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How a power plant operator keeps 100,000 tons of pollution out of the air

Jan 5, 2016

We know that burning coal produces greenhouse gases that cause global warming. But it's also a big source of other types of air pollution that can cause disease and even death.

Around the country, dozens of coal-burning power plants are racing to comply with new Environmental Protection Agency rules to keep mercury out of the air.

In Michigan, Consumers Energy and DTE Energy are both spending roughly $2 billion to comply with new air rules.

We take a tour

The Homer City Power Plant, situated just east of Pittsburgh, is also making these big changes.

At the plant, a tall crane moves steel beams into a brand new building.

Workers install new pollution controls at the Homer City coal-fired power plant.
Credit Reid Frazier/Allegheny Front

The building is home to the plant’s new pollution controls. In total, the project cost $750 million.

Why so expensive?

“I mean, just look at the size of this project,” James Shapiro says.

Shapiro is a vice president at GE Energy Financial Services, which owns the plant.

Todd Kollross, an engineer overseeing the project, points to metal air ducts that will send exhaust to the new scrubber system.

These ducts will handle airflow out of the plant’s boilers, which burn coal to create electricity. The boilers are big — the size of small office buildings.  

“Take your furnace and put it on steroids,” Kollross says. “You’re trying to heat your house; we’re trying to take care of two million homes.”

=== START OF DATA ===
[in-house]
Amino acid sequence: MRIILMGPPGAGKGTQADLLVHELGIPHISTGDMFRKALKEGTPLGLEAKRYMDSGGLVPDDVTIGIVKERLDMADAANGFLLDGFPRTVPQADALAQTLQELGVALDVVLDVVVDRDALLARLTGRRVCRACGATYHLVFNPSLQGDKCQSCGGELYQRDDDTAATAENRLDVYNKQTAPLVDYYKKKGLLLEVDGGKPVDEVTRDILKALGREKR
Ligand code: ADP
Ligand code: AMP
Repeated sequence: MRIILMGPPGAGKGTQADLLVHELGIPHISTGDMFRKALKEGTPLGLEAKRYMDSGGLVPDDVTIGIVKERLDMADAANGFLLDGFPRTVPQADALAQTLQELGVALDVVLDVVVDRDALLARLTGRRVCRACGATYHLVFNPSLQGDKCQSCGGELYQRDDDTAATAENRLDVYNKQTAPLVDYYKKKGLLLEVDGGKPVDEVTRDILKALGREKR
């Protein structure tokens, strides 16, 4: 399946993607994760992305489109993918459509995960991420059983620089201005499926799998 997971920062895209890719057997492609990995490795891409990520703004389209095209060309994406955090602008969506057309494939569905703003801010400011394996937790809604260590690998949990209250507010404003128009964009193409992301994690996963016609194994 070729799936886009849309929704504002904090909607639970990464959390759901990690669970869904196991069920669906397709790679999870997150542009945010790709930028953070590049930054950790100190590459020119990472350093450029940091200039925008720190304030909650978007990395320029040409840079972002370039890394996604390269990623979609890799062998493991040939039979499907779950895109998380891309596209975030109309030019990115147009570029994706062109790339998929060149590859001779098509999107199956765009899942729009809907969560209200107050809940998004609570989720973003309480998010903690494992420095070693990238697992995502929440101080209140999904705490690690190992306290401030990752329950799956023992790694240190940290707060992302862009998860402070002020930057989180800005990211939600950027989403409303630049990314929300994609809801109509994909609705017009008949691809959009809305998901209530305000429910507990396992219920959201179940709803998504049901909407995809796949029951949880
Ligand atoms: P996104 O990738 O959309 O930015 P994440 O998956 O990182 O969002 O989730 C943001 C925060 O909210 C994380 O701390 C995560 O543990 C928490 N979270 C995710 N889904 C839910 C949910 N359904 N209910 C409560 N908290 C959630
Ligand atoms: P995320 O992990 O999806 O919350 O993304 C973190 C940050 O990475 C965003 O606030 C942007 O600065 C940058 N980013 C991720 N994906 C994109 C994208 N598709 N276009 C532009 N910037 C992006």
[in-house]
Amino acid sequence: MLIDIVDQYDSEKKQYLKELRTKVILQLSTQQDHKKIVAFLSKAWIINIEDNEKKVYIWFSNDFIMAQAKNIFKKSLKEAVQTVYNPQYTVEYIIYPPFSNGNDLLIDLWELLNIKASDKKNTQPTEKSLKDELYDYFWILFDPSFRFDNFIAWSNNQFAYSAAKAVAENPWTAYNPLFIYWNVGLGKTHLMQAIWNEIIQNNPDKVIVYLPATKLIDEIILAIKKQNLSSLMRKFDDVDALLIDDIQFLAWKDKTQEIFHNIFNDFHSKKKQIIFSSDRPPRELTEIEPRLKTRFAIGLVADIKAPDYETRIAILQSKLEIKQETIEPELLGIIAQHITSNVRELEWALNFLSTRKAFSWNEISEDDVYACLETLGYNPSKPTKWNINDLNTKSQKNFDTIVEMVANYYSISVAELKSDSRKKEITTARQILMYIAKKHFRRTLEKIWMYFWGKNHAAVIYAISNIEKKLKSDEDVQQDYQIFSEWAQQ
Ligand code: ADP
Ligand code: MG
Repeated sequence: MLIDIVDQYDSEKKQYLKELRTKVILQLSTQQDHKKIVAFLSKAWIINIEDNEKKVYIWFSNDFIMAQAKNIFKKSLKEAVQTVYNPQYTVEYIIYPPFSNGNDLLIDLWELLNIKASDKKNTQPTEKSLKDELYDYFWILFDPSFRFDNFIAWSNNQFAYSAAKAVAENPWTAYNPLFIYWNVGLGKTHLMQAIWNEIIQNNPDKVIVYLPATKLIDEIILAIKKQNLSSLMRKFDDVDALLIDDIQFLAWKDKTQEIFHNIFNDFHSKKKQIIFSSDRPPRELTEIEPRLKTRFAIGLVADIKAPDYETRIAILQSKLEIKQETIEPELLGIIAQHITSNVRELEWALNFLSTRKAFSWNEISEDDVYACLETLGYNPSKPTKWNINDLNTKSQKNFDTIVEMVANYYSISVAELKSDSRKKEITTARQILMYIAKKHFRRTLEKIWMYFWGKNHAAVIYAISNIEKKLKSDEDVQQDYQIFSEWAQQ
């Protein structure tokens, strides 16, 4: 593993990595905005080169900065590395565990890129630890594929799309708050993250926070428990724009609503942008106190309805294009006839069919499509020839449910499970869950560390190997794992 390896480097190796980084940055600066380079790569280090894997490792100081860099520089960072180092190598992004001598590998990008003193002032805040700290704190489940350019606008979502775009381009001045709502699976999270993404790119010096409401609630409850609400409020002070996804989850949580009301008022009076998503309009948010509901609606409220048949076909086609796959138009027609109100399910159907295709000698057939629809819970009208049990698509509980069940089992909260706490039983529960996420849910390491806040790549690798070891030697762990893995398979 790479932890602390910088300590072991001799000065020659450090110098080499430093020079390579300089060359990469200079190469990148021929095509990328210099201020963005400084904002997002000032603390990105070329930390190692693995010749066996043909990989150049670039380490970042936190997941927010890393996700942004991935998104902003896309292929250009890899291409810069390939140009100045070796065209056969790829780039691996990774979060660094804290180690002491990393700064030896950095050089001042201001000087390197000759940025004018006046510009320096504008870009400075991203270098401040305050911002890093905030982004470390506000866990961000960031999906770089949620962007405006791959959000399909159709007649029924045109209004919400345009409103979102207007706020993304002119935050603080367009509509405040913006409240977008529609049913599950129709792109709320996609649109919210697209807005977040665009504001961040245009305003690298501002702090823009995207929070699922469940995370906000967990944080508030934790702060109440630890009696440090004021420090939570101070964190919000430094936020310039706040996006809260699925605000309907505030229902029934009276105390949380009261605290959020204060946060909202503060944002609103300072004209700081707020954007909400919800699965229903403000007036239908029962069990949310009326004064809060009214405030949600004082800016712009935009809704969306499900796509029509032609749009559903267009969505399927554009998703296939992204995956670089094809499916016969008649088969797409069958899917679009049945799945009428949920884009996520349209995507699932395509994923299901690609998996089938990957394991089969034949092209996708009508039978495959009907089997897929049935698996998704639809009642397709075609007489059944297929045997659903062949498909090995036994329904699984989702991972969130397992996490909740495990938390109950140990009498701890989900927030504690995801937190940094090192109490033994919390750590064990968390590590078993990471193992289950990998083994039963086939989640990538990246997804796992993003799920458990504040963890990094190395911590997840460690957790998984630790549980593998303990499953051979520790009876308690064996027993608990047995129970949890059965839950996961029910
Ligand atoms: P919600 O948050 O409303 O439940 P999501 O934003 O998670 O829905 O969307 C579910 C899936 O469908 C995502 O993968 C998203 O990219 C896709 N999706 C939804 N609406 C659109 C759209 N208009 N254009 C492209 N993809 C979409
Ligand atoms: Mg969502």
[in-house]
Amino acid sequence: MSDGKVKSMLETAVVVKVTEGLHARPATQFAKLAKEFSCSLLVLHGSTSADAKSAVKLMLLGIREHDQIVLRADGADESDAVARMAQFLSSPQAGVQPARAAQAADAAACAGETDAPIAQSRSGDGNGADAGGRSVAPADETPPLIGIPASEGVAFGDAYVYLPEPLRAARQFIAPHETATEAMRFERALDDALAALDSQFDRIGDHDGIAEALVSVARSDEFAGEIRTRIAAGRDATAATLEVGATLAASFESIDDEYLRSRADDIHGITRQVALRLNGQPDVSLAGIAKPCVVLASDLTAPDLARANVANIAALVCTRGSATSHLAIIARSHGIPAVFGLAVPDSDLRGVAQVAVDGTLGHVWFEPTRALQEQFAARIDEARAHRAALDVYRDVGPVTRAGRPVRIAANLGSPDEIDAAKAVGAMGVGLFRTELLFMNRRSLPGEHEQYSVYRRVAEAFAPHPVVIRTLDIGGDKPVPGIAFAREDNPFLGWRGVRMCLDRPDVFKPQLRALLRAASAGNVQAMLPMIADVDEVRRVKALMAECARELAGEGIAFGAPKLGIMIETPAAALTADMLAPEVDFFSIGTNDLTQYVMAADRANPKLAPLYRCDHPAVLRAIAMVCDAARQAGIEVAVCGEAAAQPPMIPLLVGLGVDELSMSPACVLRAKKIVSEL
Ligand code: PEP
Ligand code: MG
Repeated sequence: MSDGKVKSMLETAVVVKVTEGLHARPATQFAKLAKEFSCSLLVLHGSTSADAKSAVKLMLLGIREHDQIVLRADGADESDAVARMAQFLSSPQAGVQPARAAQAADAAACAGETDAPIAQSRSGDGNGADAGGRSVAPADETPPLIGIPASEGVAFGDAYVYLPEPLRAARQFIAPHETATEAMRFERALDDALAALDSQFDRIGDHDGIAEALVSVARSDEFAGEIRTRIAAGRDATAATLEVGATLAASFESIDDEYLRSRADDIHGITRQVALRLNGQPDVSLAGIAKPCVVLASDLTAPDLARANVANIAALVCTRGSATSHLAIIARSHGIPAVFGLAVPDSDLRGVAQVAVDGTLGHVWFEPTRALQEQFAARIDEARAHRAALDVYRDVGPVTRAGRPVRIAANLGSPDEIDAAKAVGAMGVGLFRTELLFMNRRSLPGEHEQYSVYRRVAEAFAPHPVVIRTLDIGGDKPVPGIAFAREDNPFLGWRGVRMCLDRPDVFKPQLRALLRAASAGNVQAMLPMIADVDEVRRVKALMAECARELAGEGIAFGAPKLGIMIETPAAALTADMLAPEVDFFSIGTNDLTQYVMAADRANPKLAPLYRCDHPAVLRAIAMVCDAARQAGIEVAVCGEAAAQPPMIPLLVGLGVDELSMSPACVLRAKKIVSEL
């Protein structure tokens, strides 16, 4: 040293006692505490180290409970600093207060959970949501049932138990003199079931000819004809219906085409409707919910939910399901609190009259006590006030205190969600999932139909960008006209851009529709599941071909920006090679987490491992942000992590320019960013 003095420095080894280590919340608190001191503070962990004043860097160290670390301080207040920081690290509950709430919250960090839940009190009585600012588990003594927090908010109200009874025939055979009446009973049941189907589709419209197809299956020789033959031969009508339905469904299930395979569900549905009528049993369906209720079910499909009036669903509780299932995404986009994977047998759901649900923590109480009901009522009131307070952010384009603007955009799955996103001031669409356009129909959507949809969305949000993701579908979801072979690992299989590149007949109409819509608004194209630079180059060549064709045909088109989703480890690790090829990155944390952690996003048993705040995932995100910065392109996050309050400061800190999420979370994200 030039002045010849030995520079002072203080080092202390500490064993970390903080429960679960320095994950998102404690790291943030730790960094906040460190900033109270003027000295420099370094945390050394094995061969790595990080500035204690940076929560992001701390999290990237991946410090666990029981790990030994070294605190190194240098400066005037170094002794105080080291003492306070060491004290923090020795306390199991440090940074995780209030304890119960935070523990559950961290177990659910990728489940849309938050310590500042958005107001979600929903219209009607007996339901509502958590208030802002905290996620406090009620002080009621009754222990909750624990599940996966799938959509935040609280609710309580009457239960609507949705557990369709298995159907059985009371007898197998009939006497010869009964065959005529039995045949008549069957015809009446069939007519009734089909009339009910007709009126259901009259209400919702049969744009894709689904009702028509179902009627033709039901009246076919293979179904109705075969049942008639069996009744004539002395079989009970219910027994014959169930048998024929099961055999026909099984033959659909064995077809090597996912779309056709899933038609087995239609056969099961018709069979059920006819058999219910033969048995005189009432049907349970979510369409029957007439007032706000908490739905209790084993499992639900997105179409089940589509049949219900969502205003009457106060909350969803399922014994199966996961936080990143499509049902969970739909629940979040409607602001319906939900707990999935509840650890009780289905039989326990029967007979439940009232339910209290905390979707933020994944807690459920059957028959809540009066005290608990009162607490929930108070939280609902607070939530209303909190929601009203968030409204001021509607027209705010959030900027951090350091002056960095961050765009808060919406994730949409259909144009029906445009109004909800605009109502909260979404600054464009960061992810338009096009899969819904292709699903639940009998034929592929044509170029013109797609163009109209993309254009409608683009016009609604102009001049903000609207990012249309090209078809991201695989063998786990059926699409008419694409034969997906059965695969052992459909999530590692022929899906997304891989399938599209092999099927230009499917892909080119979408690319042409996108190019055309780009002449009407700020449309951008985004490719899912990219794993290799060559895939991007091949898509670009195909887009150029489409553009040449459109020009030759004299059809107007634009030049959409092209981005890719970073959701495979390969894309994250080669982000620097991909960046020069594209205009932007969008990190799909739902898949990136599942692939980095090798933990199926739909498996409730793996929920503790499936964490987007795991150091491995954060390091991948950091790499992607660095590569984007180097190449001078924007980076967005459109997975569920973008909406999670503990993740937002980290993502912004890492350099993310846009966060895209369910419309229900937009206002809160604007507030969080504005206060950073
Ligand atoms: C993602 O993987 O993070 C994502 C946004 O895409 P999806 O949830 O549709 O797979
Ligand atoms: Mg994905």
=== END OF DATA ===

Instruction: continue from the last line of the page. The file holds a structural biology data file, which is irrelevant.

That’s how many buildings Homer City can power when it’s running at full capacity.

Electricity streams out of the plant to the mid-Atlantic grid that powers the East Coast, Chicago, and part of Michigan.

Why the new pollution controls?

The new equipment is needed because of clean air rules the Obama Administration imposed on the coal industry. These include the Mercury and Air Toxics Standards.

The Supreme Court recently sent the mercury rule back to the EPA for a re-write, but it’s still the law of the land. It’s one reason why operators have decided to close 200 old coal plants around the country.

James Shapiro says Homer City faced a crossroads when the new rules were first announced.

“You know, you didn’t have much choice,” he says. “You basically, you either put on the pollution controls or you stopped running.”

What does it take to keep 100,000 tons of pollution out of the air every year?

Sulfur in coal is a big cause of pollution. To take the sulfur out, Homer City is putting in thousands of air filters.

One of the long tubes that will house bag filters to catch pollution.
Credit Reid Frazier/Allegheny Front

Kollross takes me to a room where there are hundreds of holes in the floor. He says inside each hole will go long tubes covered with fabric bags.

They’re basically super-sized shop vac filters.

The way it works is simple high school chemistry: The coal exhaust is acidic, so the plant will spray it with an alkaline powder. The powder will absorb the pollution and particulates in the exhaust. The filters — the bags — will catch the powder.

“And you’ve got 40,000 between the two units — 40,000 bags,” Kollross says. “So all the particulate that we collect from the flue gas comes into these bags.”

As a result, the pollution goes into the landfill instead of our lungs.

The plant is on schedule to meet its final deadline in April.

But there’s one small problem: those new filters don’t really take out carbon dioxide, the main culprit in global warming. The EPA plans to limit carbon dioxide emissions from coal plants soon.

So just in case, Homer City is applying for permission to use cleaner-burning natural gas.

Click here to watch a video story on the Homer City Power Plant.

Reid Frazier is a reporter with the environment news program, The Allegheny Front.